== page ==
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Suppose I have the code:

#!/usr/local/bin/MathematicaScript -script
SetOptions[$Output, FormatType -> OutputForm];

foo[bar_?IntegerQ, baz_?IntegerQ] = bar;

M[g_?IntegerQ] = Module[
    {sum},
    sum = Sum[foo[i, g], {i, 1, 4} ];
    N[sum]
];

Print[M[1]]

Why does this output:

foo[1., 1] + foo[2., 1] + foo[3., 1] + foo[4., 1]

When simply changing the g to a 1 as following correctly interprets the iterator as an integer?

#!/usr/local/bin/MathematicaScript -script
SetOptions[$Output, FormatType -> OutputForm];

foo[bar_?IntegerQ, baz_?IntegerQ] = bar;

M[g_?IntegerQ] = Module[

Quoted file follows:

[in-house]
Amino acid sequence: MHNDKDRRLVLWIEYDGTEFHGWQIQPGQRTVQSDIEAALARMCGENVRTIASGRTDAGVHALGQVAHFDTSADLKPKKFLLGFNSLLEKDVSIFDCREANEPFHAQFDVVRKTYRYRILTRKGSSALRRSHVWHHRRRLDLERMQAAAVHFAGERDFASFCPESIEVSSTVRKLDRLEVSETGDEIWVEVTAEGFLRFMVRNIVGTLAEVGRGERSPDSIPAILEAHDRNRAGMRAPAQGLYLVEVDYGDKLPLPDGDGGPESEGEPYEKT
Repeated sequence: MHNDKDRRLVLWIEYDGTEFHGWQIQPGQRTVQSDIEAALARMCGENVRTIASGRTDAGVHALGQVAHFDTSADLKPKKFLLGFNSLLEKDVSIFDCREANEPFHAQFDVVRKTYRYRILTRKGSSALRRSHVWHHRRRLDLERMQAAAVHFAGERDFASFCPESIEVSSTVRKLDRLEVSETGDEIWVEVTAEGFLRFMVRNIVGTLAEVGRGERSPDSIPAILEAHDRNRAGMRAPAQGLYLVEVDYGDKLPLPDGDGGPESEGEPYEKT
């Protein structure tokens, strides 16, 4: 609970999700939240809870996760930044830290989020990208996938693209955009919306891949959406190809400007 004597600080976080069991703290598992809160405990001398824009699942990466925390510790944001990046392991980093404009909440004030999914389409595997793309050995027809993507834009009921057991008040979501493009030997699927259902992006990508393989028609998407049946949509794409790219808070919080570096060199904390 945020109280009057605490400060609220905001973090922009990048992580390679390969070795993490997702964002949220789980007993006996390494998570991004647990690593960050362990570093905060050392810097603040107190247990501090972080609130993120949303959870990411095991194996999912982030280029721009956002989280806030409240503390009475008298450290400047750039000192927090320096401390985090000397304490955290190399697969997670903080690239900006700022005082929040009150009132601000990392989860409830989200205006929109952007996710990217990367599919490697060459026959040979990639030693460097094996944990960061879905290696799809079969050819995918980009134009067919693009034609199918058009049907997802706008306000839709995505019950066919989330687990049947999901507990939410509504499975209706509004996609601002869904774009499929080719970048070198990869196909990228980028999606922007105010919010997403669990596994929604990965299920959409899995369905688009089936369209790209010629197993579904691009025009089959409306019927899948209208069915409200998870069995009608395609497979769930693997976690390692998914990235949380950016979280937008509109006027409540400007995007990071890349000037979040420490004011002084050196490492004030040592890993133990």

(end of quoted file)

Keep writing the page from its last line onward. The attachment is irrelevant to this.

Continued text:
{sum},
    sum = Sum[foo[i, 1], {i, 1, 4} ];
    N[sum]
];

Print[M[1]]

This outputs (as expected):

10
share|improve this question
    
I've added an answer below, but I'm still trying to figure out what exactly your function is for. The way it is written, all it does is sum the range from 1 to 4 no matter what argument is passed. –  kale Sep 8 '12 at 14:36
    
Thanks! Don't worry about what this is for. I created this smaller instance quickly from an instance in a larger script, which is why the N[sum] part is in it. I don't know how I overlooked the SetDelayed option; I've been looking at it for too long... Thanks! –  highphi Sep 8 '12 at 14:45
    
10-4. No problem. –  kale Sep 8 '12 at 14:46

1 Answer 1

up vote 3 down vote accepted

You get your desired result by invoking the SetDelayed option for your functions. To output an Integer, remove the N[] function.

#!/usr/local/bin/MathematicaScript -script
SetOptions[$Output, FormatType -> OutputForm];

foo[bar_?IntegerQ, baz_?IntegerQ] := bar;

M[g_?IntegerQ] := Sum[foo[i, g], {i, 1, 4}];

Print[M[1]]

(*10*)
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